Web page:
PARIS — “This book is really about the founders, those who made fashion history — the legends in their own words,” Pamela Golbin says about “Couture Confessions: Fashion Legends in Their Own Words,” due out June 7 from Rizzoli.
The 240-page hardcover sees Golbin, chief curator of fashion and textiles at Les Arts Décoratifs, compiling 11 impossible interviews: impossible because all the designers — from Paul Poiret through to Lee Alexander McQueen — are deceased.
Yet she found enough source material such that all the answers are near real, giving readers a chance to learn about the history of fashion via intimate conversations with the likes of Jeanne Lanvin, Yves Saint Laurent, Cristóbal Balenciaga and Madame Grès.
“It’s about the incredible achievements of these people who created the fashion myth and legend that we still live on today,” she said in an interview.
Golbin hit on the idea for the book when she was mounting the Madeleine Vionnet retrospective at Les Arts Décoratifs back in 2009. “I found so much reference material of her speaking,” she marveled. “Why should I interpret what she said if she was very clear and precise?”
Of her subjects, Poiret was probably the most effusive, and Balenciaga the most reserved, forcing her to go to third parties to compile an interview with the latter.
She found Christian Dior the most eloquent, as he penned many books; Gabrielle Chanel the most incisive, and McQueen the most unfiltered. For example, the latter confessed to Golbin: “I loved synchronized swimming when I was a little boy, and my mother would take me and she was horrified because I was the only little boy and there were 40 girls.”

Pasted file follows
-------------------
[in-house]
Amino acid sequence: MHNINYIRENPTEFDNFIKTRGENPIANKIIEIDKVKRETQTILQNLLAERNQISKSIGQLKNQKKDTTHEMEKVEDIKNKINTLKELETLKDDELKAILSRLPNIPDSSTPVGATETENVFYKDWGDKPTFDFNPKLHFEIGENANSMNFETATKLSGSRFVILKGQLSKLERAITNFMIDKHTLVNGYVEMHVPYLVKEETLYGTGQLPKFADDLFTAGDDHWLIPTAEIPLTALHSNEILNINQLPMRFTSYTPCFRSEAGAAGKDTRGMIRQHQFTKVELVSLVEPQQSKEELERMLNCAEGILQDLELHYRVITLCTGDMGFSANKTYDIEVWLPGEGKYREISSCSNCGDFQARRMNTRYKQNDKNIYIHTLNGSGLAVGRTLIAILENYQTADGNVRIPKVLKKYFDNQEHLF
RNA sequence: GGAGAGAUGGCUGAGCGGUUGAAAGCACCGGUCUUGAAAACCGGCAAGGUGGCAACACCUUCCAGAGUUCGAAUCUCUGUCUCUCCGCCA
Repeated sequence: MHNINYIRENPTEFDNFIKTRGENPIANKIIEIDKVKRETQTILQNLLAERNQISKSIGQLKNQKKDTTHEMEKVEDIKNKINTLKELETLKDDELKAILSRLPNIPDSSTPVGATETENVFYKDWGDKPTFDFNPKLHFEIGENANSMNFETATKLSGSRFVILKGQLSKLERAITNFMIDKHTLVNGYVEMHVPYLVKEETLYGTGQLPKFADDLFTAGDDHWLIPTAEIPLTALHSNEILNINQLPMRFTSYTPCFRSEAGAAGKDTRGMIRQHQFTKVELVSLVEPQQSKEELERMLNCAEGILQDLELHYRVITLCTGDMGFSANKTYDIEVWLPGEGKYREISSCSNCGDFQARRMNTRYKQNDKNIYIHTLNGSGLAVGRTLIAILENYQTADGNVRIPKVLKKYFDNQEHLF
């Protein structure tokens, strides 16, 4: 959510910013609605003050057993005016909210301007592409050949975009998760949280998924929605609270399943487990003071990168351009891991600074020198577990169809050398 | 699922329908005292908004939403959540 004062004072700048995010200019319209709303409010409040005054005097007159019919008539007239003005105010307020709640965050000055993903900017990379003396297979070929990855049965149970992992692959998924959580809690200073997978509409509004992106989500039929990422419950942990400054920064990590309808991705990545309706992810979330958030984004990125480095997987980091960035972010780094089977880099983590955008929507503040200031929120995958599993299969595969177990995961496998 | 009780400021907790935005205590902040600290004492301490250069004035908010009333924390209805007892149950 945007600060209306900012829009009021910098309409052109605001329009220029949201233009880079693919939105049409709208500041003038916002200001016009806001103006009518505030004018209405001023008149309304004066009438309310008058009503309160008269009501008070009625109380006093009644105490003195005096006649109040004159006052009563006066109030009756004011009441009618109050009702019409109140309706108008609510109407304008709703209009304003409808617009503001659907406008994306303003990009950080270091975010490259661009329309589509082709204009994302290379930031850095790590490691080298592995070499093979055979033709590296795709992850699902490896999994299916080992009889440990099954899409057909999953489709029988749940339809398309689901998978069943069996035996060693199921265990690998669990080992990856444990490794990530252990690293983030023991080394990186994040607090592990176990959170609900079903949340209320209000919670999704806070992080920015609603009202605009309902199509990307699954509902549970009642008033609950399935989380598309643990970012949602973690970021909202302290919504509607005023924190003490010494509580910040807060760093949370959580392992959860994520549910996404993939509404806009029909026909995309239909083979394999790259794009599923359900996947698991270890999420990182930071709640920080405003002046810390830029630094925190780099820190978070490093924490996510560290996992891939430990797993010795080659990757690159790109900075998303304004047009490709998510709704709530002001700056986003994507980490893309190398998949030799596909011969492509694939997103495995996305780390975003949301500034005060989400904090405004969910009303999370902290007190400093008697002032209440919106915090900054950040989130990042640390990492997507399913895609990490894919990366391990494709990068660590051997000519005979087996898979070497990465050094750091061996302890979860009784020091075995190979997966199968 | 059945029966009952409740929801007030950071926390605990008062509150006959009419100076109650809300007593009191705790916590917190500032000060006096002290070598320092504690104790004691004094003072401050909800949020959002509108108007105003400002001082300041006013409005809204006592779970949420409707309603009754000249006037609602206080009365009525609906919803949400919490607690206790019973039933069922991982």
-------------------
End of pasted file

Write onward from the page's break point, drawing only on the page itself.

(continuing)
The fictional inquisitions blend biography, opinions and evergreen fashion advice.
Asked about accessories, Elsa Schiaparelli is adamant that shoes should be unfussy: free of trimmings, bows and perforations so they don’t overwhelm the outfit. And handbags? “It’s better to own one good bag than half a dozen of inferior quality,” she advises.
Chanel was upfront about her limited skills. “You know, I can’t sew, not even a button. I sketch very little…dress designing is not sketching. It is not art. It is taste, plus a sense of professionalism,” she says. “I work with a pair of scissors and lots of pins.”
Modesty was not her forte either. “You have no idea how hard it is to work without competition,” she says. “I continue to work, though, to stave off boredom. Balenciaga is the only designer I admire. Saint Laurent has excellent taste. The more he copies me the better taste he displays.”
In one of his rare declarations, Balenciaga confesses that when he was a young man, a specialist told him he was too delicate to be a couturier. “Nobody knows what a hard métier it is, how killing is the work. Under all this luxury and glamour…c’est la vie d’ un chien [it’s a dog’s life].”
Golbin noted that Poiret, too, complained about the relentless pace and time pressures of fashion.
“He keeps saying, ‘You know I don’t have enough time to create my collection.’ This is a hundred years ago. And he’s already saying I don’t have enough time,” she marvels.
McQueen was unequivocal that insecurity kept him going. “You can never take anything for granted in fashion. The only way to keep going in the right direction is to be constantly apprehensive. Fear is my best friend,” he says.
To cap off the book, illustrated by Yann Legendre, Golbin assembles her 11 subjects for a round-table meant to define fashion — a slippery topic in any era, it turns out.
“There are many trends, but fashion is what endures,” muses Pierre Balmain.
“What is fashion? You tell me,” Chanel says. “I am certain that not one single soul would be able to give a valid answer…and I include myself.”